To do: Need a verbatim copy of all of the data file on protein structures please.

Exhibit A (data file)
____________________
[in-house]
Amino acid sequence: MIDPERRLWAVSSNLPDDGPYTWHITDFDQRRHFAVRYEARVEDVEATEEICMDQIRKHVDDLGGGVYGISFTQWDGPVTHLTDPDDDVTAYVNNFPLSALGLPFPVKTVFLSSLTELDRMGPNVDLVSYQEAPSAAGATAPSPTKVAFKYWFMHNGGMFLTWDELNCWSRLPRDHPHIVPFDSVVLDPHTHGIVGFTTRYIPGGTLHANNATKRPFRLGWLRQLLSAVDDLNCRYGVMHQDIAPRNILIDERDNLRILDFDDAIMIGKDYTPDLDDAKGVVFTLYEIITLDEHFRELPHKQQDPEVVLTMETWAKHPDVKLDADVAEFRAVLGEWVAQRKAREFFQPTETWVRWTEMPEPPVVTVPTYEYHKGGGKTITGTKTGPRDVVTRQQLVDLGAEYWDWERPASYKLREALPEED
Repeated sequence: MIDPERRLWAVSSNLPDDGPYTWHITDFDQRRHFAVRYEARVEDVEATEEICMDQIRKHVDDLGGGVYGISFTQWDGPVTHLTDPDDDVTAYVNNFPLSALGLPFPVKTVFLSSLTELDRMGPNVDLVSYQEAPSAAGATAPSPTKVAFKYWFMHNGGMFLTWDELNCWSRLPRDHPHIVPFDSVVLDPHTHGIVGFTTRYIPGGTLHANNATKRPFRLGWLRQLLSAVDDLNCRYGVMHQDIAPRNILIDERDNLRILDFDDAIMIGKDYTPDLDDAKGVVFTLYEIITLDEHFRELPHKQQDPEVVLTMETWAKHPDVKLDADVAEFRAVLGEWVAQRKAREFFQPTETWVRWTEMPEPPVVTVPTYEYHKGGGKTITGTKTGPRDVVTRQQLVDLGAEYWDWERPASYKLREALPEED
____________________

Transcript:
[in-house]
Amino acid sequence: MIDPERRLWAVSSNLPDDGPYTWHITDFDQRRHFAVRYEARVEDVEATEEICMDQIRKHVDDLGGGVYGISFTQWDGPVTHLTDPDDDVTAYVNNFPLSALGLPFPVKTVFLSSLTELDRMGPNVDLVSYQEAPSAAGATAPSPTKVAFKYWFMHNGGMFLTWDELNCWSRLPRDHPHIVPFDSVVLDPHTHGIVGFTTRYIPGGTLHANNATKRPFRLGWLRQLLSAVDDLNCRYGVMHQDIAPRNILIDERDNLRILDFDDAIMIGKDYTPDLDDAKGVVFTLYEIITLDEHFRELPHKQQDPEVVLTMETWAKHPDVKLDADVAEFRAVLGEWVAQRKAREFFQPTETWVRWTEMPEPPVVTVPTYEYHKGGGKTITGTKTGPRDVVTRQQLVDLGAEYWDWERPASYKLREALPEED
Repeated sequence: MIDPERRLWAVSSNLPDDGPYTWHITDFDQRRHFAVRYEARVEDVEATEEICMDQIRKHVDDLGGGVYGISFTQWDGPVTHLTDPDDDVTAYVNNFPLSALGLPFPVKTVFLSSLTELDRMGPNVDLVSYQEAPSAAGATAPSPTKVAFKYWFMHNGGMFLTWDELNCWSRLPRDHPHIVPFDSVVLDPHTHGIVGFTTRYIPGGTLHANNATKRPFRLGWLRQLLSAVDDLNCRYGVMHQDIAPRNILIDERDNLRILDFDDAIMIGKDYTPDLDDAKGVVFTLYEIITLDEHFRELPHKQQDPEVVLTMETWAKHPDVKLDADVAEFRAVLGEWVAQRKAREFFQPTETWVRWTEMPEPPVVTVPTYEYHKGGGKTITGTKTGPRDVVTRQQLVDLGAEYWDWERPASYKLREALPEED